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Party time in Philly: Rollins shocks Dodgers with walkoff double

Big League Stew

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Score and situation: Phillies 5, Dodgers 4, Philadelphia leads 3-1

Leading lads: It was hard to believe that anyone back East could upstage Jeff Mathis' walkoff RBI double in The Land of The Rally Monkey, but Jimmy Rollins(notes) somehow found a way to make it twice as nice. With his team down to its last out and facing a knotted NLCS with Los Angeles, the Fightins' shortstop drilled a two-run double to the right-field gap off closer Jonathan Broxton(notes) and put the defending champions on the doorstep of their second straight World Series appearance. Rollins' walkoff marked only the fifth time in MLB postseason history that the winning RBIs were recorded by a player who represented the game's final out.

But that wasn't the only history making being done at Citizens Bank Park on Monday night. Ryan Howard(notes) also hit a two-run homer in the first inning, extending his RBI streak in the postseason to a record eight games. Both events capped a magical night in the City of Brotherly Love, which again seems like home to a team of destiny.

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Head hangers: In the year of the blown postseason save, Broxton became the sixth closer to snatch defeat from the jaws of victory. The Los Angeles fireballer fueled Philly's rally by walking Matt Stairs(notes) and hitting Carlos Ruiz(notes) with a pitch. Broxton had six blown saves during the regular season, but none of them will ever come close to hurting as much as this one.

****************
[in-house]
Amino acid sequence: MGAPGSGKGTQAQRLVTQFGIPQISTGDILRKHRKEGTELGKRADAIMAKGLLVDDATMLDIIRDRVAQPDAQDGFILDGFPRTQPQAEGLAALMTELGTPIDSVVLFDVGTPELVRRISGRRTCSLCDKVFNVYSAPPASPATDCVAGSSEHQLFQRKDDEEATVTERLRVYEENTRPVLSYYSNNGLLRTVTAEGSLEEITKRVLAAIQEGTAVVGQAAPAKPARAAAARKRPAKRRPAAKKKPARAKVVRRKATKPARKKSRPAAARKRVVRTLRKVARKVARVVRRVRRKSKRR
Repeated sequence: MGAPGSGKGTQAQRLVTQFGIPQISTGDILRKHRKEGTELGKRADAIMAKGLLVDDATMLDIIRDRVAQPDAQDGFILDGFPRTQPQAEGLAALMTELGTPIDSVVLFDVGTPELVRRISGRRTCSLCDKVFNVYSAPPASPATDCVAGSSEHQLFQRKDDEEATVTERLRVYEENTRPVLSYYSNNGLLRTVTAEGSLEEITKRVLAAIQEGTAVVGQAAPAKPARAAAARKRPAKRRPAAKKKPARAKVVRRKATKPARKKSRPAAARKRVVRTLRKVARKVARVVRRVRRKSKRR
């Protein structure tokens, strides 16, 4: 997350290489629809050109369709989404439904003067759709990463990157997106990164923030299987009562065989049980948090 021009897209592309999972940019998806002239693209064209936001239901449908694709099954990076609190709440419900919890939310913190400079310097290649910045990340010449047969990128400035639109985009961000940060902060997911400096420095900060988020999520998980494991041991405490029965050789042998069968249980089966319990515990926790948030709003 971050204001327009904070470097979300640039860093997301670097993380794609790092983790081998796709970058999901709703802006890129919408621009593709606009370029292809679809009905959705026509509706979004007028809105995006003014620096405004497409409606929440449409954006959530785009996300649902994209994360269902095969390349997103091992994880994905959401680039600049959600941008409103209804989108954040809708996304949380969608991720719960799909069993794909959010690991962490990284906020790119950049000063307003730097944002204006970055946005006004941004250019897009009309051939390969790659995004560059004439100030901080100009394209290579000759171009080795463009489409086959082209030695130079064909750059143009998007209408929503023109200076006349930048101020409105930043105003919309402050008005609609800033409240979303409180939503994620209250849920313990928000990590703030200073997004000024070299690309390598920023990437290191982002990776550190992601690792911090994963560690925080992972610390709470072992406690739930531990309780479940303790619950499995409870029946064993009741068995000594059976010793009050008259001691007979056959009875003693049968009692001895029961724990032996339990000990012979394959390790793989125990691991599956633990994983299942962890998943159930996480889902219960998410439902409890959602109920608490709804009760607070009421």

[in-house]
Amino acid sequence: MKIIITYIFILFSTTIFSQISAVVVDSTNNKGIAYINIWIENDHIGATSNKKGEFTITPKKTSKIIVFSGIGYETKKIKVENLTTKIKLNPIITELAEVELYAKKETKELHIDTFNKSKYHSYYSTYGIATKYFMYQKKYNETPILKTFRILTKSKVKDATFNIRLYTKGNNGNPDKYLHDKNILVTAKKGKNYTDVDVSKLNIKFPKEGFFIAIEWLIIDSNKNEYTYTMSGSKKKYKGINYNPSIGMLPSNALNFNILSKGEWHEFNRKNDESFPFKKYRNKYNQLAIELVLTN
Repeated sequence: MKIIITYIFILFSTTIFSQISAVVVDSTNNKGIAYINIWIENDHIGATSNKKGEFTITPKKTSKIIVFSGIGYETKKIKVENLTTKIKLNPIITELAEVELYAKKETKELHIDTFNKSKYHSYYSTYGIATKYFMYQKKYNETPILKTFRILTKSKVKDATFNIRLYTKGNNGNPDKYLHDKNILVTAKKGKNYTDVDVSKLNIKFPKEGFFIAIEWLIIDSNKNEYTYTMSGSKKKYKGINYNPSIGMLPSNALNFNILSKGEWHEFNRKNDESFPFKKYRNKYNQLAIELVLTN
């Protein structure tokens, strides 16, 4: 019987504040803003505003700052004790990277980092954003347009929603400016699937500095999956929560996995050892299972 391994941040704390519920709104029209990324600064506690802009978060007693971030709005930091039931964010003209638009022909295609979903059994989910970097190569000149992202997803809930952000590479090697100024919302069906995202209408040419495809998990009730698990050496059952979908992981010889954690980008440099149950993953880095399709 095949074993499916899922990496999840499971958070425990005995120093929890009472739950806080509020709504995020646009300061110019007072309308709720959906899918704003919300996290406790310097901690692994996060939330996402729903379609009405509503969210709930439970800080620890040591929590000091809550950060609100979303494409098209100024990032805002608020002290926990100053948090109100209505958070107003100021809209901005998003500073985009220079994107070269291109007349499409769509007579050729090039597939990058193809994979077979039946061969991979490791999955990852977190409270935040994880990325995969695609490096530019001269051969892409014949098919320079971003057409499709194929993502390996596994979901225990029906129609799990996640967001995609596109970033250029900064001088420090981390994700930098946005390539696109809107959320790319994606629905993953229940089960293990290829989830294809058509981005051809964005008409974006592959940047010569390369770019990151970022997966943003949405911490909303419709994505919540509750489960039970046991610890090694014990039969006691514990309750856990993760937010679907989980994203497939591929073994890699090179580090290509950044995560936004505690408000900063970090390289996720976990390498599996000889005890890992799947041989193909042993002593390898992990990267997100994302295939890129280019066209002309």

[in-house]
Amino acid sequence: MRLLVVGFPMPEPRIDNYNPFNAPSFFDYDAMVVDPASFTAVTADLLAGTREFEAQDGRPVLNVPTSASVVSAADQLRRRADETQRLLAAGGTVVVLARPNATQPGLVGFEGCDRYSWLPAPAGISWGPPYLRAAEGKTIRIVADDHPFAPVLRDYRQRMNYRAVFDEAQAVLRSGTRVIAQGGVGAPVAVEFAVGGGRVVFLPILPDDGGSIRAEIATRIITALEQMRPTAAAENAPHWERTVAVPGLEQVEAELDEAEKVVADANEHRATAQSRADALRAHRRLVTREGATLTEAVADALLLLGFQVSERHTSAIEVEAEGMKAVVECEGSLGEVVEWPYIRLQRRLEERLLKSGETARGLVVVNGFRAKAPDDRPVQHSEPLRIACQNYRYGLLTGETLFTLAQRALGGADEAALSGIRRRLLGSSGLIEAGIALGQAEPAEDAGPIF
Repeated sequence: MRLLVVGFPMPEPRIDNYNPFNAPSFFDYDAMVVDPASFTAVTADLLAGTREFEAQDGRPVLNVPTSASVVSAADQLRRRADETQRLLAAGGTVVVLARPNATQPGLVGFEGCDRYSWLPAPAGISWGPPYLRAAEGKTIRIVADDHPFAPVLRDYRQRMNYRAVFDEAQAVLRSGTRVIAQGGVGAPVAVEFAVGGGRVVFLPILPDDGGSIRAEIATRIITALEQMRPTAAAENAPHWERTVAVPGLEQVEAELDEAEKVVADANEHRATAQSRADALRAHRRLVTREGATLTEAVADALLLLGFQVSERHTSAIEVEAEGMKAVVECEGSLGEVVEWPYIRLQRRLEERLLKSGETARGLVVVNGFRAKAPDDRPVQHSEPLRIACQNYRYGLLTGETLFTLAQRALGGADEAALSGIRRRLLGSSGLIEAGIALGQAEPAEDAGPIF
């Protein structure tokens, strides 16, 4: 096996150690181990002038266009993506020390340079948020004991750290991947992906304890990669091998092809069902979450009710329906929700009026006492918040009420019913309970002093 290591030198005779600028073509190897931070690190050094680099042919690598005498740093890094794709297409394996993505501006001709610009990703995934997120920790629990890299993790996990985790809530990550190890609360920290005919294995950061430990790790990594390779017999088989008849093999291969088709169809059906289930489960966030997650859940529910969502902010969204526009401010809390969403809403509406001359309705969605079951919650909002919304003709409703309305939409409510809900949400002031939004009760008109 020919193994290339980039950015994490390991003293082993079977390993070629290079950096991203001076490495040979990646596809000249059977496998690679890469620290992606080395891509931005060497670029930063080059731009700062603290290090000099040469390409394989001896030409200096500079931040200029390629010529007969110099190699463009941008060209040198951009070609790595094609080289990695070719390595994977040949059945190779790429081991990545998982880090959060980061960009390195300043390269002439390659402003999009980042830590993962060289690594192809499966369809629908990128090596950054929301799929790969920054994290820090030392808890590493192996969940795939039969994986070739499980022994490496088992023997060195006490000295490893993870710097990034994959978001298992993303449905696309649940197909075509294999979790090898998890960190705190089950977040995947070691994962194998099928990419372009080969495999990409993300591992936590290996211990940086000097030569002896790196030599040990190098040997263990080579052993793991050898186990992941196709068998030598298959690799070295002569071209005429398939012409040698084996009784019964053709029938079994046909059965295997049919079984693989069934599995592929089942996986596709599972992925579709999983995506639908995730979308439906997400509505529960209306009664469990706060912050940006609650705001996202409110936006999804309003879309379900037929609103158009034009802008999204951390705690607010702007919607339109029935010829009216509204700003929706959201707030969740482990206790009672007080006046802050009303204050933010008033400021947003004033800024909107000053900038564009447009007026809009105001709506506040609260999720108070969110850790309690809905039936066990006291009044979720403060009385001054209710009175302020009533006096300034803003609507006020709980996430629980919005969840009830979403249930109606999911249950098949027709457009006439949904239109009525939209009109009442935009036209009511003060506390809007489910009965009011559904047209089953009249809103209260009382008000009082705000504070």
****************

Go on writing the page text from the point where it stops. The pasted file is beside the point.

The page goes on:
Key play: It's obviously Rollins' double, but let's also shine a light on the performance of Brad Lidge(notes). The reliever came into the game with one out in the ninth inning and struck out Matt Kemp(notes) and Andre Ethier(notes) to keep the game close and earn the eventual win.

Key stat: Howard has 14 RBIs this postseason. The single postseason record is 19, shared by David Ortiz(notes) ('05), Scott Spiezio(notes) ('02) and Sandy Alomar Jr.(notes) ('97).

What they're talking about: For the second season in a row, the Phillies have a chance to put away the Dodgers in five games. That's definitely going to sell well in Philadelphia — which may well be debating the virtues of facing either the Yankees or Angels — but it won't among the diehard Dodgers fans. Joe Torre didn't make any serious managing mistakes in this game, but expect that some fans and pundits will start to loudly wonder why Los Angeles hasn't experienced more success in the NLCS.

What they're saying:

"I didn't need a home run, all I needed was a line drive in the gap." — Rollins

What's next: A Tuesday off-day, then Wednesday's Game 5, which is scheduled for 8:07 ET. Game 1 starter Cole Hamels(notes) will go for the Phillies and he's expected to face either Clayton Kershaw(notes) or Vicente Padilla(notes).

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